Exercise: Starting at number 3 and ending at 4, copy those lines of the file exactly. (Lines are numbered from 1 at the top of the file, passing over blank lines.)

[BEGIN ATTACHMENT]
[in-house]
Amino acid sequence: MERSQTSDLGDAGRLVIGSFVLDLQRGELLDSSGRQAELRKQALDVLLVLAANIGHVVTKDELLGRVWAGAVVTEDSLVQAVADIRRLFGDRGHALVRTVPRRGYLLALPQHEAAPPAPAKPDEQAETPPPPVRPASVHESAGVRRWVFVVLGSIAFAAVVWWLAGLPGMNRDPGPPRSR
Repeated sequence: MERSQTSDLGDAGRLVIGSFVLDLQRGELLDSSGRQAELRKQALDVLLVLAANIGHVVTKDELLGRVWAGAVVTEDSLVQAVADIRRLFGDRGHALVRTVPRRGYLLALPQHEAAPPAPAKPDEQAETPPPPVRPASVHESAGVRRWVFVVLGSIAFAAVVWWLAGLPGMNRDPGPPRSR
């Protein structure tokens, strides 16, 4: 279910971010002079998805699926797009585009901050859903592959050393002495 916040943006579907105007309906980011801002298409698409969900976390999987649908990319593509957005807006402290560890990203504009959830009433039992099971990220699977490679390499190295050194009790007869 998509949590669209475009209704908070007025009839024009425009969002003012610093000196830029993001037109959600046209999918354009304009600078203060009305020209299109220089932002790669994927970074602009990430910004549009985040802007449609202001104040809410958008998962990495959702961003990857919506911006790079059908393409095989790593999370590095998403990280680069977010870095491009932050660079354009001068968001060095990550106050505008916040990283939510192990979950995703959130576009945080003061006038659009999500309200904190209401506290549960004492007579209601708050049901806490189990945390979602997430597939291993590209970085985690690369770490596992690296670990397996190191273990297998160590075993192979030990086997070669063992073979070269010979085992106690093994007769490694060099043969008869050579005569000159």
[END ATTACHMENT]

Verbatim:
Repeated sequence: MERSQTSDLGDAGRLVIGSFVLDLQRGELLDSSGRQAELRKQALDVLLVLAANIGHVVTKDELLGRVWAGAVVTEDSLVQAVADIRRLFGDRGHALVRTVPRRGYLLALPQHEAAPPAPAKPDEQAETPPPPVRPASVHESAGVRRWVFVVLGSIAFAAVVWWLAGLPGMNRDPGPPRSR
């Protein structure tokens, strides 16, 4: 279910971010002079998805699926797009585009901050859903592959050393002495 916040943006579907105007309906980011801002298409698409969900976390999987649908990319593509957005807006402290560890990203504009959830009433039992099971990220699977490679390499190295050194009790007869 998509949590669209475009209704908070007025009839024009425009969002003012610093000196830029993001037109959600046209999918354009304009600078203060009305020209299109220089932002790669994927970074602009990430910004549009985040802007449609202001104040809410958008998962990495959702961003990857919506911006790079059908393409095989790593999370590095998403990280680069977010870095491009932050660079354009001068968001060095990550106050505008916040990283939510192990979950995703959130576009945080003061006038659009999500309200904190209401506290549960004492007579209601708050049901806490189990945390979602997430597939291993590209970085985690690369770490596992690296670990397996190191273990297998160590075993192979030990086997070669063992073979070269010979085992106690093994007769490694060099043969008869050579005569000159």